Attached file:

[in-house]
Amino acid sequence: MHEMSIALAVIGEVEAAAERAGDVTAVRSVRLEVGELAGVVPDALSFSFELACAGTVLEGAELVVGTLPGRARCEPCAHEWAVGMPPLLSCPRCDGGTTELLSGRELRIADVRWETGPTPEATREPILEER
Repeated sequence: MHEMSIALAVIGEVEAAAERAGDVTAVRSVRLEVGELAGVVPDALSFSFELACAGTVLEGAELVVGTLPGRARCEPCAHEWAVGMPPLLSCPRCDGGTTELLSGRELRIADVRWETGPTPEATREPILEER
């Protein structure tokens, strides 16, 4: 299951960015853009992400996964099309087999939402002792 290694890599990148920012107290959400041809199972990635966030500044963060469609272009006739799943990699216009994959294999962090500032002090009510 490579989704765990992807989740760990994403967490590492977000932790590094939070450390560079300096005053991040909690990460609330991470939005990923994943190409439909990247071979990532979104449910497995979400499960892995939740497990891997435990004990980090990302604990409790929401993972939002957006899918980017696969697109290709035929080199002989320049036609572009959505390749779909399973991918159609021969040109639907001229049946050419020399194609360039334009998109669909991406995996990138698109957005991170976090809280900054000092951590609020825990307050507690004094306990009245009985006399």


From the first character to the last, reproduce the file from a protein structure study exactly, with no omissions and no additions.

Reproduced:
[in-house]
Amino acid sequence: MHEMSIALAVIGEVEAAAERAGDVTAVRSVRLEVGELAGVVPDALSFSFELACAGTVLEGAELVVGTLPGRARCEPCAHEWAVGMPPLLSCPRCDGGTTELLSGRELRIADVRWETGPTPEATREPILEER
Repeated sequence: MHEMSIALAVIGEVEAAAERAGDVTAVRSVRLEVGELAGVVPDALSFSFELACAGTVLEGAELVVGTLPGRARCEPCAHEWAVGMPPLLSCPRCDGGTTELLSGRELRIADVRWETGPTPEATREPILEER
């Protein structure tokens, strides 16, 4: 299951960015853009992400996964099309087999939402002792 290694890599990148920012107290959400041809199972990635966030500044963060469609272009006739799943990699216009994959294999962090500032002090009510 490579989704765990992807989740760990994403967490590492977000932790590094939070450390560079300096005053991040909690990460609330991470939005990923994943190409439909990247071979990532979104449910497995979400499960892995939740497990891997435990004990980090990302604990409790929401993972939002957006899918980017696969697109290709035929080199002989320049036609572009959505390749779909399973991918159609021969040109639907001229049946050419020399194609360039334009998109669909991406995996990138698109957005991170976090809280900054000092951590609020825990307050507690004094306990009245009985006399």